Shadowfist Netherworld Expansion

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Home > Sets > Netherworld
[posted 7 Feb 2003; updated 10 Apr 2003]

What's in the set? - rarity, distribution by faction, and obligatory statistics
Nitpicker's Guide - errors big, small, and ludicrously small
Storyline summary - the story behind this set, summarized in a couple of paragraphs
Card list - opens in new window
Etc - whatever's left, random thoughts and comments, sometimes my opinions on this set or cards in it, and/or the State of Shadowfist at the time of this expansion

What's in Netherworld?

Shadowfist Netherworld booster display boxNetherworld was Daedalus Entertainment's first expansion set for Shadowfist. It was printed in 1996, in booster packs only. All cards are black-bordered with a gold foil Ting Ting stamp Netherworld in the upper right corner (the same foil stamp as the Limited Edition). Some of the cards appear more than once on the card sheet, so you'll find them more often than others of the "same" rarity. I don't have any uncut sheets to check the counts, but my card lists include the information that Daedalus published.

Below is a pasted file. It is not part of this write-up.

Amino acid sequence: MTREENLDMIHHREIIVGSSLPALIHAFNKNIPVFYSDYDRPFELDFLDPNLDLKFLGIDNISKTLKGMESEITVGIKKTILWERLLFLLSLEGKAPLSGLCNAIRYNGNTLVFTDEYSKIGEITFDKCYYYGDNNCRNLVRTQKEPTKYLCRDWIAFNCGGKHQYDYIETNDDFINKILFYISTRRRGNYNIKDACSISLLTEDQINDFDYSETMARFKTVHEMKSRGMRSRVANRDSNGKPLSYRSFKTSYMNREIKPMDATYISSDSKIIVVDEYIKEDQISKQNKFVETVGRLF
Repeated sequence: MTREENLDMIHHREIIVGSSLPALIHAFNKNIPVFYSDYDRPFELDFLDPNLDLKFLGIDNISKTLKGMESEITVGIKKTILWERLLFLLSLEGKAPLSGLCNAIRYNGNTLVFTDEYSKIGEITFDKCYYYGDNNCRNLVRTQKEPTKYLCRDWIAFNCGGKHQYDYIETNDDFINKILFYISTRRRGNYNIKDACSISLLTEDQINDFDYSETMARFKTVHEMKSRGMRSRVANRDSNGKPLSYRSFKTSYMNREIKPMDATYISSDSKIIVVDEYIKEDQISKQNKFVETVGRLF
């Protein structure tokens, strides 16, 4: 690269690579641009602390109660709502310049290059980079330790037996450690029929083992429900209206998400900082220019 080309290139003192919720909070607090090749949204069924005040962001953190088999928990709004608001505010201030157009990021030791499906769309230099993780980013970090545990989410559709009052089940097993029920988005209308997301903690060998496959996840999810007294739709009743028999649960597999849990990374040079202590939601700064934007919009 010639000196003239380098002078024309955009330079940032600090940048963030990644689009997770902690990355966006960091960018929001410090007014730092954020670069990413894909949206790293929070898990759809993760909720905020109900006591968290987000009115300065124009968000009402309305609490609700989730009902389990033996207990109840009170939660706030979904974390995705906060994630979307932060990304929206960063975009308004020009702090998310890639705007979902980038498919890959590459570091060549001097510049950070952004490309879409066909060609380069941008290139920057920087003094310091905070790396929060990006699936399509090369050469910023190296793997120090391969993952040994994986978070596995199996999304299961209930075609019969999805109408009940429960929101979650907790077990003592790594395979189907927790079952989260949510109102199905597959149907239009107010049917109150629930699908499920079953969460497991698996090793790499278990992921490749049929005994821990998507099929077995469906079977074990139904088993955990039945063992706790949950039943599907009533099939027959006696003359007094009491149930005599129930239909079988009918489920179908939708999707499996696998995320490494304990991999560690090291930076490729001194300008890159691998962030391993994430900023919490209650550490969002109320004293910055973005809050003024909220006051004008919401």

Shadowfist Netherworld booster packThis set featured 134 cards, with rarities divided into Common, Uncommon, and Rare. Booster packs contain 12 randomly assorted cards; each display box contains 36 boosters.